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Optimised sample DNA preparation for detection ofChlamydia trachomatis in synovial tissue by polymerase chain reaction and ligase chain reaction


OBJECTIVE Molecular biology techniques such as polymerase chain reaction (PCR) and ligase chain reaction (LCR) are routinely used in research for detection ofC trachomatis DNA in synovial samples, and these methods are now in use in some clinical laboratories. This study aimed at determining the method best suited to molecular diagnosis ofC trachomatis by examining four standard DNA preparation methods using chlamydia spiked synovial tissue and chlamydia infected monocytes.

METHODS Synovial tissue from a chlamydia negative patient with rheumatoid arthritis was spiked with defined numbers of C trachomatiselementary bodies (EB). Purified human peripheral monocytes from normal donors were infected with the organism at a multiplicity of infection 1:1 in vitro and harvested after four days. DNA was prepared from all samples by four methods: (1) QIAmp tissue kit; (2) homogenisation in 65°C phenol; (3) incubation at 97°C; (4) proteinase K digestion at 97°C. DNA from methods 1 and 2 was subjected to PCR using two different primer sets, each targeting the C trachomatis omp1 gene. LCR was done on DNA prepared by each method.

RESULTS In synovial tissue samples spiked with EB, and in monocytes persistently infected with the organism, preparation of template using the QIAmp tissue kit (method 1) and the hot phenol extraction technique (method 2) allowed sensitive detection of C trachomatis DNA. These methods also produced template from both sample types for LCR. DNA prepared by heat denaturation (method 3) allowed only low sensitivity chlamydia detection in LCR and did not work at all for PCR. Proteinase K digestion plus heat denaturation (method 4) gave template that did not allow amplification in either PCR or LCR assays.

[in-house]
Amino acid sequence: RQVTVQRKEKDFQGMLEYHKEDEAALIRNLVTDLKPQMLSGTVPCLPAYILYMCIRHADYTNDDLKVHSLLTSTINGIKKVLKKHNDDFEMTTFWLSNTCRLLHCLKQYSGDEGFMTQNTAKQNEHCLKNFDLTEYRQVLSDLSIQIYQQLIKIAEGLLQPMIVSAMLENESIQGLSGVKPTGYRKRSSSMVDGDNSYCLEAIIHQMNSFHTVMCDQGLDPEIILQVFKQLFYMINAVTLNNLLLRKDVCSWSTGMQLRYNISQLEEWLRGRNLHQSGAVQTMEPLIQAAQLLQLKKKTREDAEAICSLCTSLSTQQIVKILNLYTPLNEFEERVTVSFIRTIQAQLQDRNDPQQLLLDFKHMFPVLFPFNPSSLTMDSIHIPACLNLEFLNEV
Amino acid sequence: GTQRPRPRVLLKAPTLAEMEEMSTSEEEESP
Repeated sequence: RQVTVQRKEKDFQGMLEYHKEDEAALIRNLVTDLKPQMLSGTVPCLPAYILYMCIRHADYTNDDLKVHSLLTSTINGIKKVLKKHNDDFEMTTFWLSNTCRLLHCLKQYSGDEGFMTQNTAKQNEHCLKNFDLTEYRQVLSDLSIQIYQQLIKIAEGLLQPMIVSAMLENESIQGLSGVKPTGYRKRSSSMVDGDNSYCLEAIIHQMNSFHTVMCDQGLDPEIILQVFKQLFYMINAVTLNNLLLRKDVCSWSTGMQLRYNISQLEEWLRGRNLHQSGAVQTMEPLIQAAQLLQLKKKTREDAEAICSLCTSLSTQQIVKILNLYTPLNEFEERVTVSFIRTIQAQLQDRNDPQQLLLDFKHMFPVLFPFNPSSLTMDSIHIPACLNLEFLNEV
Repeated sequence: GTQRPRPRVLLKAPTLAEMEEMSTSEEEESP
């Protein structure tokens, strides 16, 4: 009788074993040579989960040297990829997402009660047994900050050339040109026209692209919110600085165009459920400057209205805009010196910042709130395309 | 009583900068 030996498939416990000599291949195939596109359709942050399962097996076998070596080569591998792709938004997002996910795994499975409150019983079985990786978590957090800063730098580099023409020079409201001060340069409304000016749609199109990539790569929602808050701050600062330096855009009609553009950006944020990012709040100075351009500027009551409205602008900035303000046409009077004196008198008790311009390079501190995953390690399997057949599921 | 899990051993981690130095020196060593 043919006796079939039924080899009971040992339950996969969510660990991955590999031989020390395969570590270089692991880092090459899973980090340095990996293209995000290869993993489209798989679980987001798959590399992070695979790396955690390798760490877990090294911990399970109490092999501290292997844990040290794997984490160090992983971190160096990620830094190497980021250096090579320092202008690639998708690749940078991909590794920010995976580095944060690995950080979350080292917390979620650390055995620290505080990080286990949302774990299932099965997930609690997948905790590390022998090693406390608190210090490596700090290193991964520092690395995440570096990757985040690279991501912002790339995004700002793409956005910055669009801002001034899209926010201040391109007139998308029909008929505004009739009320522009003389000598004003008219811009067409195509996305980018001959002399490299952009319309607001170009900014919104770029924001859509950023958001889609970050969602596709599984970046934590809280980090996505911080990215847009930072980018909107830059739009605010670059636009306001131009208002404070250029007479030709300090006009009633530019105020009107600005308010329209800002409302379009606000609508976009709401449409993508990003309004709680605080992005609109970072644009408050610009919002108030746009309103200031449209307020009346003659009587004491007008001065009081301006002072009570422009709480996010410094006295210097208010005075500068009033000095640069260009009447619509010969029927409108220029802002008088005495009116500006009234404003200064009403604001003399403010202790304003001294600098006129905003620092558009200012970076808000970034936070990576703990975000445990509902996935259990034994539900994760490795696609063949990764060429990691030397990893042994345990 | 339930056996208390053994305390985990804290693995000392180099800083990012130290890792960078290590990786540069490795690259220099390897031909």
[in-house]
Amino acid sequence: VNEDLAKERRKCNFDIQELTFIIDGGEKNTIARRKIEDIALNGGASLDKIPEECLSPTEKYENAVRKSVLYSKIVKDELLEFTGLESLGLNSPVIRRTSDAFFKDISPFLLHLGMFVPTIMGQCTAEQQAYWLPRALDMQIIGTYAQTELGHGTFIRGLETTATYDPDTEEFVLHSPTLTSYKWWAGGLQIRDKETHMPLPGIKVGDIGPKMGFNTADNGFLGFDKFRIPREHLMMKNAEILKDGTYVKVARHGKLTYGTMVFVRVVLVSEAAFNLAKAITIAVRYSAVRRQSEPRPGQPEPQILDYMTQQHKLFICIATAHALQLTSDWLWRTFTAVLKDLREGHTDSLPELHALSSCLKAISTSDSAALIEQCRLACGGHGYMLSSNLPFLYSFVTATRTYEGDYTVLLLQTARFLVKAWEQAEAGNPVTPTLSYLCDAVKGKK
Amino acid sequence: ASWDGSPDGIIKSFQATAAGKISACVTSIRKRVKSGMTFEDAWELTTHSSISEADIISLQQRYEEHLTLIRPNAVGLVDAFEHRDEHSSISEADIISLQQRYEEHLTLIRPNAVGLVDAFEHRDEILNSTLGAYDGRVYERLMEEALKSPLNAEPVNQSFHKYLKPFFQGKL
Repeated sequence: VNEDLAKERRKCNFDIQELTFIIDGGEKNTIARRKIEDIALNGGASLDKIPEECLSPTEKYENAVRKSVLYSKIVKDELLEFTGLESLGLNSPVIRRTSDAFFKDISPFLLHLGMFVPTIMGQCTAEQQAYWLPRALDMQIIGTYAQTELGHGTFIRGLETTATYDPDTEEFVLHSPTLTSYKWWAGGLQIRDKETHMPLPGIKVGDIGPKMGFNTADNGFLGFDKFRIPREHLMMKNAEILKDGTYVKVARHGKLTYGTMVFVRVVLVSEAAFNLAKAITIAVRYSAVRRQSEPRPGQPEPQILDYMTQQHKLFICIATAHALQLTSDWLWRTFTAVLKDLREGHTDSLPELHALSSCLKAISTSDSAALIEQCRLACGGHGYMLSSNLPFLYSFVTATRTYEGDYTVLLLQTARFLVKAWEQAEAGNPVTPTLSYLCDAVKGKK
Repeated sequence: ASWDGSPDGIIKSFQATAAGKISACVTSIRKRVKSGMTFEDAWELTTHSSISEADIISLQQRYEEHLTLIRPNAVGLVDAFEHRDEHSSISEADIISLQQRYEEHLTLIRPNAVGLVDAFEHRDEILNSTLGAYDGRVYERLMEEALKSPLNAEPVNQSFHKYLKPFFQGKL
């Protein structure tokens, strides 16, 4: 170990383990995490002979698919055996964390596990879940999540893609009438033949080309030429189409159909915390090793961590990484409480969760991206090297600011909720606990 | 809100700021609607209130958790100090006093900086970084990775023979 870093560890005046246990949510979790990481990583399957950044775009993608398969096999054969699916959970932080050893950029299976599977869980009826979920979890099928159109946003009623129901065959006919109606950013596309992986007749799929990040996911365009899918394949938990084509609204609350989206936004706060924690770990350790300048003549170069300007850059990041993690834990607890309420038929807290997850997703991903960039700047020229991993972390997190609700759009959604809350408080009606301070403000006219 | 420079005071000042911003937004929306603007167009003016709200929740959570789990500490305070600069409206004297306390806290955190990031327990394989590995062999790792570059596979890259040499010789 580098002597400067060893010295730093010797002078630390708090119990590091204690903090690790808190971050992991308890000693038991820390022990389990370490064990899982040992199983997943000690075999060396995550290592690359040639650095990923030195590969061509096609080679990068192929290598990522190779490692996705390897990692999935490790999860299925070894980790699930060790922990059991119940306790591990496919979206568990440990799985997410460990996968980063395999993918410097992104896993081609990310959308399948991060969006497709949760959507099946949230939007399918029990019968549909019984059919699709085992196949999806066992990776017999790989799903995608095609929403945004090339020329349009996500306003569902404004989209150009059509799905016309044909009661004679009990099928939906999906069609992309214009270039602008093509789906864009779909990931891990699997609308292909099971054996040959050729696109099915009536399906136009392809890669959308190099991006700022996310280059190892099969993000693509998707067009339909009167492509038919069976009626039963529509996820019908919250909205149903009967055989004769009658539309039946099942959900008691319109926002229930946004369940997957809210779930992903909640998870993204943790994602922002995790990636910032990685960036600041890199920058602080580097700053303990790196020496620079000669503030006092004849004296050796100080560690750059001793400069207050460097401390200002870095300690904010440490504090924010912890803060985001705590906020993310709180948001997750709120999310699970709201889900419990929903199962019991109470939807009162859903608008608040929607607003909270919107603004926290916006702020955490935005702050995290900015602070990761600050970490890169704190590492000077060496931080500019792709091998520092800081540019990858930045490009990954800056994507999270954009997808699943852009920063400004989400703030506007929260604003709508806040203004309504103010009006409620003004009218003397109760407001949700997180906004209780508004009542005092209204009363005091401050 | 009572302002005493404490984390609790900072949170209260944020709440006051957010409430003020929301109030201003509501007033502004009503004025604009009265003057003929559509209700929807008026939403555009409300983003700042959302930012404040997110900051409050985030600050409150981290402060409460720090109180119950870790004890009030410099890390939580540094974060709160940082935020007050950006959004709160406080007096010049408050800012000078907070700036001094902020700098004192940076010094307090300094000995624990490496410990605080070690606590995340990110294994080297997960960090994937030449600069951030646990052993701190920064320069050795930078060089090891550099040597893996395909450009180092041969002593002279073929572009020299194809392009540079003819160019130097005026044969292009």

CONCLUSIONS The sensitivity of detection for C trachomatisDNA in synovial tissue by PCR and LCR depends strongly on the method used for preparation of the amplification template. LCR targeting the multicopy chlamydial plasmid and two nested PCR assay systems targeting the single copy omp1 gene showed roughly equivalent sensitivity. Importantly, template preparation method and the specific PCR primer system used for screening must be optimised in relation to one another for highest sensitivity.

  • polymerase chain reaction
  • ligase chain reaction
  • DNA preparation
  • C trachomatis
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The intracellular bacterial parasiteChlamydia trachomatis has long been associated with the pathogenic process ending in reactive arthritis (ReA) and Reiter's syndrome (RS; reviewed by Köhleret al 1). Standard laboratory culture of synovial tissue for the organism, however, as well as direct fluorescent antibody screening (DFA), are often negative.2 3 Our observations indicate that synovial culture negativity for chlamydia results primarily from the paucity of new infectious elementary bodies (EB) produced by the organism during persistent synovial infection.4 5 We also showed that DFA negativity of chlamydia infected synovium results from the selective downregulation of expression of the omp1gene encoding the chlamydial major outer membrane protein during persistent infection6; this protein is the target of most monoclonal antibodies (mAbs) used in DFA.